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The History of Timesheets

This week’s NYTimes Magazine economics column is all about timesheets. While the whole thing is worth a read, I found the history of timesheets especially interesting:

The notion of charging by units of time was popularized in the 1950s, when the American Bar Association was becoming alarmed that the income of lawyers was falling precipitously behind that of doctors (and, worse, dentists). The A.B.A. published an influential pamphlet, “The 1958 Lawyer and His 1938 Dollar,” which suggested that the industry should eschew fixed-rate fees and replicate the profitable efficiencies of mass-production manufacturing. Factories sold widgets, the idea went, and so lawyers should sell their services in simple, easy-to-manage units. The A.B.A. suggested a unit of time — the hour — which would allow a well-run firm to oversee its staff’s productivity as mechanically as a conveyor belt managed its throughput. This led to generations of junior associates working through the night in hopes of making partner and abusing the next crop. It was adopted by countless other service professionals, including accountants.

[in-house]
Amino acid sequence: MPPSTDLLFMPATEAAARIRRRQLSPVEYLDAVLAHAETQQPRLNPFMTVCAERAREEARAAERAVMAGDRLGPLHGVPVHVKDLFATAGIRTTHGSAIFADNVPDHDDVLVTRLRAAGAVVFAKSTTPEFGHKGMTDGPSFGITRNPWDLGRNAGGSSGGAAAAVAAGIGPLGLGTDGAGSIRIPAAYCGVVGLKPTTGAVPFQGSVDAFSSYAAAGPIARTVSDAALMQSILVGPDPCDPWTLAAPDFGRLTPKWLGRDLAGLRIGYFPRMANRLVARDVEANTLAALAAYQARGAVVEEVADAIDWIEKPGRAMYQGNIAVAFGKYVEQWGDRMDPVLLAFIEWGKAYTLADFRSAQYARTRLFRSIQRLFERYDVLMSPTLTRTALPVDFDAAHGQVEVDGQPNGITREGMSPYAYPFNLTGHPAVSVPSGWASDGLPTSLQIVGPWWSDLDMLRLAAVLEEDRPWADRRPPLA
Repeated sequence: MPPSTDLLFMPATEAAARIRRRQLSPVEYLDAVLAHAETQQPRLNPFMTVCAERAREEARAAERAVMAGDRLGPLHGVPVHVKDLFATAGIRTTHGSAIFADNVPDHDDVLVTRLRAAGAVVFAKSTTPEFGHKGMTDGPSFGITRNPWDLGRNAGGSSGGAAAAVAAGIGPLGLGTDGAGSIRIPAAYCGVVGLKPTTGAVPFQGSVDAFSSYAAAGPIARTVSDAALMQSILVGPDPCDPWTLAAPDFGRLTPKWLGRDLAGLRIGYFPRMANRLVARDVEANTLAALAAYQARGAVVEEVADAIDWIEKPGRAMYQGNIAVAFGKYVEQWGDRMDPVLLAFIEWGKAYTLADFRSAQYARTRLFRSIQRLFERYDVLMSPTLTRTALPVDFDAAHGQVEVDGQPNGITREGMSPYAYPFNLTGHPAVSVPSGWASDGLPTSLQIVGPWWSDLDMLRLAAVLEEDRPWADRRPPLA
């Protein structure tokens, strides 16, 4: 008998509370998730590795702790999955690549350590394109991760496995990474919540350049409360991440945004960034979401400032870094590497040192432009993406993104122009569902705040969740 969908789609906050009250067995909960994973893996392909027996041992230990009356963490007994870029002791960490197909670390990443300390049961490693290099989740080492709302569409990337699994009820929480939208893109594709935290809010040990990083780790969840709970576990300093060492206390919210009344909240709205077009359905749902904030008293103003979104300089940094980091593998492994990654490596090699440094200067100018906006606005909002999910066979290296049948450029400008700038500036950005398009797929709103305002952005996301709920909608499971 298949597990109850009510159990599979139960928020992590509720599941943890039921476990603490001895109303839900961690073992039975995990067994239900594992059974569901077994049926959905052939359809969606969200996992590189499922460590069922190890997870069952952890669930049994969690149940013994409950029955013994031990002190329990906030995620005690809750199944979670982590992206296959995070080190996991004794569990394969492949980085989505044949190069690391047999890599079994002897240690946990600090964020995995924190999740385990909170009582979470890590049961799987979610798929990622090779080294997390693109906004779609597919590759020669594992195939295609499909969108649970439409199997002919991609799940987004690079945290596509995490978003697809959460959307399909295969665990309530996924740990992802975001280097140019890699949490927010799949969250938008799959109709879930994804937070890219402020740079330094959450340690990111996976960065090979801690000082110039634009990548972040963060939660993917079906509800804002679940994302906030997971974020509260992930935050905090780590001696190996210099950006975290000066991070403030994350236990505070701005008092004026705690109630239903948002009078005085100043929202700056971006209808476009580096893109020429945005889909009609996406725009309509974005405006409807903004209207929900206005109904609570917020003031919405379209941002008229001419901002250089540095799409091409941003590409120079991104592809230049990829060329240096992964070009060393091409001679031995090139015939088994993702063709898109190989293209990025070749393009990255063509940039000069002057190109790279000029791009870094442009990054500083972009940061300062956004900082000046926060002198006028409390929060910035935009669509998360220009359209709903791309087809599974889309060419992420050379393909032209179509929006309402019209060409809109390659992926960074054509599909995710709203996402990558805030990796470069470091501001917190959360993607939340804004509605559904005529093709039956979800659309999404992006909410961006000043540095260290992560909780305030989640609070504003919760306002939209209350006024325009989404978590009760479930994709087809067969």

August 4, 2013 // This post is about: , , ,

Comments

  • Max Kalehoff says:

    That’s funny, because atomizing things into a cost-per-unit is exactly the strategy of ruthless procurement in its quest to get the very lowest cost possible. I guess the lesson is: be careful what you wish for.

  • Brenda Rivera says:

    Oh. I was not aware of these things. And yes Max, ‘be careful what you wish for’!

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